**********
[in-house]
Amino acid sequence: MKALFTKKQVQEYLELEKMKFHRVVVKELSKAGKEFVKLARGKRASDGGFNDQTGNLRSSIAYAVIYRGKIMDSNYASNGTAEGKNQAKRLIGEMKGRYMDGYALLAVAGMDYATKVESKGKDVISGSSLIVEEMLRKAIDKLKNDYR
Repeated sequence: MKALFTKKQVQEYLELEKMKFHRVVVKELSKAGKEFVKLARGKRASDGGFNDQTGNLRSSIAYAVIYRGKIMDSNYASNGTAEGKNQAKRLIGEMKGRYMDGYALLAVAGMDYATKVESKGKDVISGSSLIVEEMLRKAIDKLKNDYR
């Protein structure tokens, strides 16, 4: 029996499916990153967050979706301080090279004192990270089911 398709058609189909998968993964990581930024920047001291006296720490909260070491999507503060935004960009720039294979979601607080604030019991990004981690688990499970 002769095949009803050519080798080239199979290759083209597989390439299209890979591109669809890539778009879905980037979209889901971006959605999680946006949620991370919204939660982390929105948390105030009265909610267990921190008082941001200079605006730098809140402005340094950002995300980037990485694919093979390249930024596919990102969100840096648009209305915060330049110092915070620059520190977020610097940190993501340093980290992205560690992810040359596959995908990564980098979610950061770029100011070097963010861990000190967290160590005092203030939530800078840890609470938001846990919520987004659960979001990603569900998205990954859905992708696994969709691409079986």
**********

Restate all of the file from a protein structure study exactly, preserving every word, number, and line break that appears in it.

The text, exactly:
[in-house]
Amino acid sequence: MKALFTKKQVQEYLELEKMKFHRVVVKELSKAGKEFVKLARGKRASDGGFNDQTGNLRSSIAYAVIYRGKIMDSNYASNGTAEGKNQAKRLIGEMKGRYMDGYALLAVAGMDYATKVESKGKDVISGSSLIVEEMLRKAIDKLKNDYR
Repeated sequence: MKALFTKKQVQEYLELEKMKFHRVVVKELSKAGKEFVKLARGKRASDGGFNDQTGNLRSSIAYAVIYRGKIMDSNYASNGTAEGKNQAKRLIGEMKGRYMDGYALLAVAGMDYATKVESKGKDVISGSSLIVEEMLRKAIDKLKNDYR
């Protein structure tokens, strides 16, 4: 029996499916990153967050979706301080090279004192990270089911 398709058609189909998968993964990581930024920047001291006296720490909260070491999507503060935004960009720039294979979601607080604030019991990004981690688990499970 002769095949009803050519080798080239199979290759083209597989390439299209890979591109669809890539778009879905980037979209889901971006959605999680946006949620991370919204939660982390929105948390105030009265909610267990921190008082941001200079605006730098809140402005340094950002995300980037990485694919093979390249930024596919990102969100840096648009209305915060330049110092915070620059520190977020610097940190993501340093980290992205560690992810040359596959995908990564980098979610950061770029100011070097963010861990000190967290160590005092203030939530800078840890609470938001846990919520987004659960979001990603569900998205990954859905992708696994969709691409079986």